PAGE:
Saturday, December 19, 2009

Tis the Season for Splurging

Cookie Swap Party! Look Out These Sweet Tooths Are Serious!

This just in: University of Pittsburgh researchers observe that we eat more on weekends and during the holidays! What a surprise?! After studying two year’s worth of consumers’ eating behavior, professor of marketing J. Jeffrey Inman and colleagues found that both the quality (“This homemade fudge is fantastic!”) and quantity (“I’ll have some more homemade fudge, please!) of foods consumed during weekend and holiday meals is considerably different from regular weekdays. Inman suggests that Americans need special dietary advice for special occasion eating to help in the battle against obesity.
So today’s post serves up some smart tips on eating healthy and having a fabulous time during the holidays.

Trim the Trimmings
Go all out and deck the halls with boughs of holly, glitter, and lights, but when it comes to holiday food, accessorize with care. To shave calories, go easy when adding nuts, cheese, cream sauces, gravy, butter, and whipped cream -- additions that don't add much to the meal, but can add plenty to your waistline. Trim calories wherever you can so you can use them on the splurge foods you don’t want to miss. For instance, I ate a small salad for lunch because I knew I was going to Miller Union restaurant for dinner. Instead of steamed vegetables I savored each bite of Chef Steven Satterfield’s root vegetable gratin -deliciously rich with butter, cheese and crispy breads crumbs. And instead of saying “no” to dessert and in the spirit of holiday giving, I split the rustic apple tart and caramel-honey ice cream with a friend.

Smart Splurging-What the Diet Divas Do!

Even dietitians give the green light to enjoying holiday favorites and offer their own philosophies on navigating holiday dinner parties, traditional treats and big buffets. And guess what? There’s not one suggestion to eat celery instead of your favorite splurge. -“Start small and savor it all. The first few bites of a meal are the most enjoyable. So, start with a small portion and take time to enjoy it.” Marisa Moore, MBA, RD, President of the Georgia Dietetic Association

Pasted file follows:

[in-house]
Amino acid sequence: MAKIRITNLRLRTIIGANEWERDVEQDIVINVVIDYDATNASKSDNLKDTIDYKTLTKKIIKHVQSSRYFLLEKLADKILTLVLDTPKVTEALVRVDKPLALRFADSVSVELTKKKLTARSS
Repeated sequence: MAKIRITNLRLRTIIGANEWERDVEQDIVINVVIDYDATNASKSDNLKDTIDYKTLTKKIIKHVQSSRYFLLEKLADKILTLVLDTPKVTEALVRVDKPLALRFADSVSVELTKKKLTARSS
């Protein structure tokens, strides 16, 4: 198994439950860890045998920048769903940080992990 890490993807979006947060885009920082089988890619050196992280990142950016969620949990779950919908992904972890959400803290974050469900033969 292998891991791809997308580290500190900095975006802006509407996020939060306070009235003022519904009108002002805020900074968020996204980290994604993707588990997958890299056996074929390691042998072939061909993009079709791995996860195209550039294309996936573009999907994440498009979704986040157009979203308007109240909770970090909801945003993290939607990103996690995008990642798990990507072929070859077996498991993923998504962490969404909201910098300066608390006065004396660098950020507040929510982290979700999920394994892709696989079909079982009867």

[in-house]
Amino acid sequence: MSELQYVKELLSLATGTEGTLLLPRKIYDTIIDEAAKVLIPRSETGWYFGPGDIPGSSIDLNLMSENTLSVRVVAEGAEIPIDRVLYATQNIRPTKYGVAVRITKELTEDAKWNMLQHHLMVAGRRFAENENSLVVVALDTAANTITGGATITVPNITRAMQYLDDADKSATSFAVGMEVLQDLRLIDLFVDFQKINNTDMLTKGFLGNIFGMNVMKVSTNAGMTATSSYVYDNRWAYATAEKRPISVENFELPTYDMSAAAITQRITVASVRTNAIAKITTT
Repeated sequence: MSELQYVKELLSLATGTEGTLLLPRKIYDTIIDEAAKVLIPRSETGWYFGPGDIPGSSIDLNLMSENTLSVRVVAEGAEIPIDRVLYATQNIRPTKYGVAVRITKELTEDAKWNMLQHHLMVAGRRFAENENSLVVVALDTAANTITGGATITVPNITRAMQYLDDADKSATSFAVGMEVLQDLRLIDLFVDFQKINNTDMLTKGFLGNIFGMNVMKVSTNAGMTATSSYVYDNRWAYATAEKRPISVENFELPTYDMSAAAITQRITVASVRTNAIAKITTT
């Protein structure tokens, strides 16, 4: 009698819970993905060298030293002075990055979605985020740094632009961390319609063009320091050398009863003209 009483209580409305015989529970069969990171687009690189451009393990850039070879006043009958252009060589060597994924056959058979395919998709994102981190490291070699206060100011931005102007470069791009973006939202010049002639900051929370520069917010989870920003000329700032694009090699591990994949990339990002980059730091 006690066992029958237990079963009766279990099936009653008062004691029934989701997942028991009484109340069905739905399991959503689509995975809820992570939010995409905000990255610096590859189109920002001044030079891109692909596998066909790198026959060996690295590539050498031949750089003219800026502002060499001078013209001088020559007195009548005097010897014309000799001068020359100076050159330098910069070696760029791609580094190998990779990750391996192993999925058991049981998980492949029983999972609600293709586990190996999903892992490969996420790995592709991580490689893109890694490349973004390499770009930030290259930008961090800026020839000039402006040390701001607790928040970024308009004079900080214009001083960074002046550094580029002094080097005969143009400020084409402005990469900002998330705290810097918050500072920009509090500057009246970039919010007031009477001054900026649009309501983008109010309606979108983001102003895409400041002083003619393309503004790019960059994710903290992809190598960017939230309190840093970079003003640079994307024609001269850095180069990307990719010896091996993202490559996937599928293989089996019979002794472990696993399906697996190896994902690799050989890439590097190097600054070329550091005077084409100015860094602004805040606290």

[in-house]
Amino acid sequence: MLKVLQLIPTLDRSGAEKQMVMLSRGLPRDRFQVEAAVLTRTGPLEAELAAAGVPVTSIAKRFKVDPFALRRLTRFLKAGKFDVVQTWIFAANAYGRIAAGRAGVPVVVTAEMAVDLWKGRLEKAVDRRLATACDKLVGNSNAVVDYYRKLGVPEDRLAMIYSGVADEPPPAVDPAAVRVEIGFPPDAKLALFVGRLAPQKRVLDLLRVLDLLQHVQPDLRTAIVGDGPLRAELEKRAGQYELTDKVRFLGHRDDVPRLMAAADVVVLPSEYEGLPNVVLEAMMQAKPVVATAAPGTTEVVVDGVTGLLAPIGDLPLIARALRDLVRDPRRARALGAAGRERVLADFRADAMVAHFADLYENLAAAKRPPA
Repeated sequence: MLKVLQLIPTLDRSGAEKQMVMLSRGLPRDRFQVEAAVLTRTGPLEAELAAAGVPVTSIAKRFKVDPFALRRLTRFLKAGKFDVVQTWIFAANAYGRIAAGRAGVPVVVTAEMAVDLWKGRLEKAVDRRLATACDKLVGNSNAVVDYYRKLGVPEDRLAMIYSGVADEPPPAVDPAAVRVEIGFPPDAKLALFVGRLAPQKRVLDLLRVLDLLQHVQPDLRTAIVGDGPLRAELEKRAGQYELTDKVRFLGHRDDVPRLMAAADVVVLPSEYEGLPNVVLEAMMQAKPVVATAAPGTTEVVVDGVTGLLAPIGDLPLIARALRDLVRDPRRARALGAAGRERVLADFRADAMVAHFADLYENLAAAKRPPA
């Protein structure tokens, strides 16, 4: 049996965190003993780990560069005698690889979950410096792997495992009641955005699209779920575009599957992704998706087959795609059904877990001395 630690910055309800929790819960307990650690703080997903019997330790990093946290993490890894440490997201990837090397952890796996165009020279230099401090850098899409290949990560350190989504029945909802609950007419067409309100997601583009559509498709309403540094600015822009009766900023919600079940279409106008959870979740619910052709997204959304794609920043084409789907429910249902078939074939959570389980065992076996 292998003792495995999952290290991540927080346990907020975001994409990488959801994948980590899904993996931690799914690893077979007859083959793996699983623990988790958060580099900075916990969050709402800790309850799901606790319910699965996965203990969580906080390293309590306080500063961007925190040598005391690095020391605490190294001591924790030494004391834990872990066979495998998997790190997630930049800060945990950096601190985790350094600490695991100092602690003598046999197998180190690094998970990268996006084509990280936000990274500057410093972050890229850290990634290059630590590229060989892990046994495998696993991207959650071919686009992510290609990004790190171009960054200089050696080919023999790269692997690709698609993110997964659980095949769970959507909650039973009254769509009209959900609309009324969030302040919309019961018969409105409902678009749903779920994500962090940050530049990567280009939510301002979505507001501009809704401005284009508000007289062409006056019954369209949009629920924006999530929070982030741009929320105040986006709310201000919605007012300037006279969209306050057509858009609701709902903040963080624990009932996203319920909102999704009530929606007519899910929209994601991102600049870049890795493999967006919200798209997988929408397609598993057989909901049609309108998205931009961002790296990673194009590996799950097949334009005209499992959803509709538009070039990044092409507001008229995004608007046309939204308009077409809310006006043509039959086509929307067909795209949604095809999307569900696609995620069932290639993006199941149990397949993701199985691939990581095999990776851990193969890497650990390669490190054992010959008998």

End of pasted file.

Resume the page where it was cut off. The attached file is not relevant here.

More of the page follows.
-“The idea of splurging in this society also smacks of guilt. When we understand that occasionally eating richer foods is part of normal eating, whether eating the foods is part of a celebration or just because we like the taste of something and want some of it, we can go with the flow, letting our bodies guide us in eating in a way that makes us feel great.” Marsha Hudnall, MS, RD, Director and Owner of Green Mountain at Fox Run, Ludlow, Vermont

-“I say splurge on a little something absolutely divine that can not be consumed in a reduced calorie version, such as the authentic Turkish Baklava that was sent to my office as a holiday gift last week. It was not in my day's "plan" and it was absolutely (eyes roll in the back of my head) incredible. I just made concessions the rest of the week to eating and exercise so that I could really enjoy it and that is the key part or else it's not worth it.” Carrie Zisman, MS, RD ,
-“Splurge on things you really, really, really love. Too often we eat things that are mediocre or even bad. How many times have you been halfway through a Christmas cookie and thought, ‘This just isn’t that good.’ Holiday buffets are frequently covered with high-calorie muck. Slice-and-bake sugar cookies with reindeer on them? Processed cheese log? Eeewww, why bother? Homemade toffee? French champagne? Now you are talking. Ask yourself, “is this worth the calories?” If so, dig in and savor it. If not, make use of that little cocktail napkin, or the friendly dog, and get rid of the offending food.” Sanna Delmonico, MS, RD, family nutrition expert,
-“A splurge does imply extravagance or decadence so acknowledge it, sit and savorAll the swaps where you leave out ingredients or downsize might actually be worse for us. Or we fill up on all the lower calorie items and end up eating what we really crave later and are too full to enjoy! Leslie Bonci, MPH, RD, Director of Sports NutritionUniversity of Pittsburgh Medical Center

- “I agree that splurging is OK. If we only eat healthy foods all the time and feel guilty when we indulge then we are not living. Life should be enjoyed. Food is a large part of our lives. It is important to indulge occasionally in order to stay on track. If you don't indulge then you are holding yourself to a standard that will probably make you fail. We should set ourselves up to succeed.” Sarah Ludmer RD, Senior Nutritionist, Del Monte Foods